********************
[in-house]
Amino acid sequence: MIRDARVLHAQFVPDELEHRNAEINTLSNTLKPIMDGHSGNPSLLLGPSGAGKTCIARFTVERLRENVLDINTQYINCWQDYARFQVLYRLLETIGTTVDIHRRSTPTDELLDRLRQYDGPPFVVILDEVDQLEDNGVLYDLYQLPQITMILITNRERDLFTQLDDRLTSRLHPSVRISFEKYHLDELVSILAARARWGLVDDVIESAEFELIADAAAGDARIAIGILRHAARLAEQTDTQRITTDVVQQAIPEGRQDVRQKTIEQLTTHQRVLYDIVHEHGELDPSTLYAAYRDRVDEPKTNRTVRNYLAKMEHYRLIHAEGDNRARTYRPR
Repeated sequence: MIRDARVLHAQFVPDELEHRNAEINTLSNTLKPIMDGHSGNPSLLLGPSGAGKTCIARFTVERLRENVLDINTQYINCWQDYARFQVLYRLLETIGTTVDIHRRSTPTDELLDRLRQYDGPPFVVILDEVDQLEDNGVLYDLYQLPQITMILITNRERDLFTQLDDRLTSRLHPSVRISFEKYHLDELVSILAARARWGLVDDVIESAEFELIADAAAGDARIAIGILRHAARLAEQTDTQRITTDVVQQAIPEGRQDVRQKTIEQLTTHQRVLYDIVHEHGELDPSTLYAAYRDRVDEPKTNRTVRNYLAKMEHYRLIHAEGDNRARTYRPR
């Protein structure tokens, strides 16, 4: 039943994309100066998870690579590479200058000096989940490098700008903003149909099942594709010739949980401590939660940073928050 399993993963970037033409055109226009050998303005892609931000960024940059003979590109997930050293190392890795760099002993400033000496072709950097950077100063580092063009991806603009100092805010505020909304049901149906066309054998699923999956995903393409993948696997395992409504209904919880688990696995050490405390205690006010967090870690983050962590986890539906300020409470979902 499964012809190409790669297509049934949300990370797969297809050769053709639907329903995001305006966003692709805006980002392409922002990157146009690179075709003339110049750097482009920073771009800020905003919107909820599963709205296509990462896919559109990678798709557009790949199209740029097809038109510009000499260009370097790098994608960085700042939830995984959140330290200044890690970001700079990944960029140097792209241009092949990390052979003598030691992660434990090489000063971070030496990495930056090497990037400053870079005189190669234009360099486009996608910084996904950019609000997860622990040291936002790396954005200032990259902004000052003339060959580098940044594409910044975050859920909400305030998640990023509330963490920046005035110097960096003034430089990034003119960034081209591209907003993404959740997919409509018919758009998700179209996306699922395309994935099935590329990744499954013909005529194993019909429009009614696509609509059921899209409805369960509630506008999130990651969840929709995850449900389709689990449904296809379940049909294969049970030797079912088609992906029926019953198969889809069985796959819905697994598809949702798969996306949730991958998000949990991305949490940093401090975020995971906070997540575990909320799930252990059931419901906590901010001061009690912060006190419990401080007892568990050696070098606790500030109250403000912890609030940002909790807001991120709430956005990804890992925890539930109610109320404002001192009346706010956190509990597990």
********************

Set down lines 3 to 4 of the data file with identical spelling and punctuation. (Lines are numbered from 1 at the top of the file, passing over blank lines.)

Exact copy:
Repeated sequence: MIRDARVLHAQFVPDELEHRNAEINTLSNTLKPIMDGHSGNPSLLLGPSGAGKTCIARFTVERLRENVLDINTQYINCWQDYARFQVLYRLLETIGTTVDIHRRSTPTDELLDRLRQYDGPPFVVILDEVDQLEDNGVLYDLYQLPQITMILITNRERDLFTQLDDRLTSRLHPSVRISFEKYHLDELVSILAARARWGLVDDVIESAEFELIADAAAGDARIAIGILRHAARLAEQTDTQRITTDVVQQAIPEGRQDVRQKTIEQLTTHQRVLYDIVHEHGELDPSTLYAAYRDRVDEPKTNRTVRNYLAKMEHYRLIHAEGDNRARTYRPR
């Protein structure tokens, strides 16, 4: 039943994309100066998870690579590479200058000096989940490098700008903003149909099942594709010739949980401590939660940073928050 399993993963970037033409055109226009050998303005892609931000960024940059003979590109997930050293190392890795760099002993400033000496072709950097950077100063580092063009991806603009100092805010505020909304049901149906066309054998699923999956995903393409993948696997395992409504209904919880688990696995050490405390205690006010967090870690983050962590986890539906300020409470979902 499964012809190409790669297509049934949300990370797969297809050769053709639907329903995001305006966003692709805006980002392409922002990157146009690179075709003339110049750097482009920073771009800020905003919107909820599963709205296509990462896919559109990678798709557009790949199209740029097809038109510009000499260009370097790098994608960085700042939830995984959140330290200044890690970001700079990944960029140097792209241009092949990390052979003598030691992660434990090489000063971070030496990495930056090497990037400053870079005189190669234009360099486009996608910084996904950019609000997860622990040291936002790396954005200032990259902004000052003339060959580098940044594409910044975050859920909400305030998640990023509330963490920046005035110097960096003034430089990034003119960034081209591209907003993404959740997919409509018919758009998700179209996306699922395309994935099935590329990744499954013909005529194993019909429009009614696509609509059921899209409805369960509630506008999130990651969840929709995850449900389709689990449904296809379940049909294969049970030797079912088609992906029926019953198969889809069985796959819905697994598809949702798969996306949730991958998000949990991305949490940093401090975020995971906070997540575990909320799930252990059931419901906590901010001061009690912060006190419990401080007892568990050696070098606790500030109250403000912890609030940002909790807001991120709430956005990804890992925890539930109610109320404002001192009346706010956190509990597990």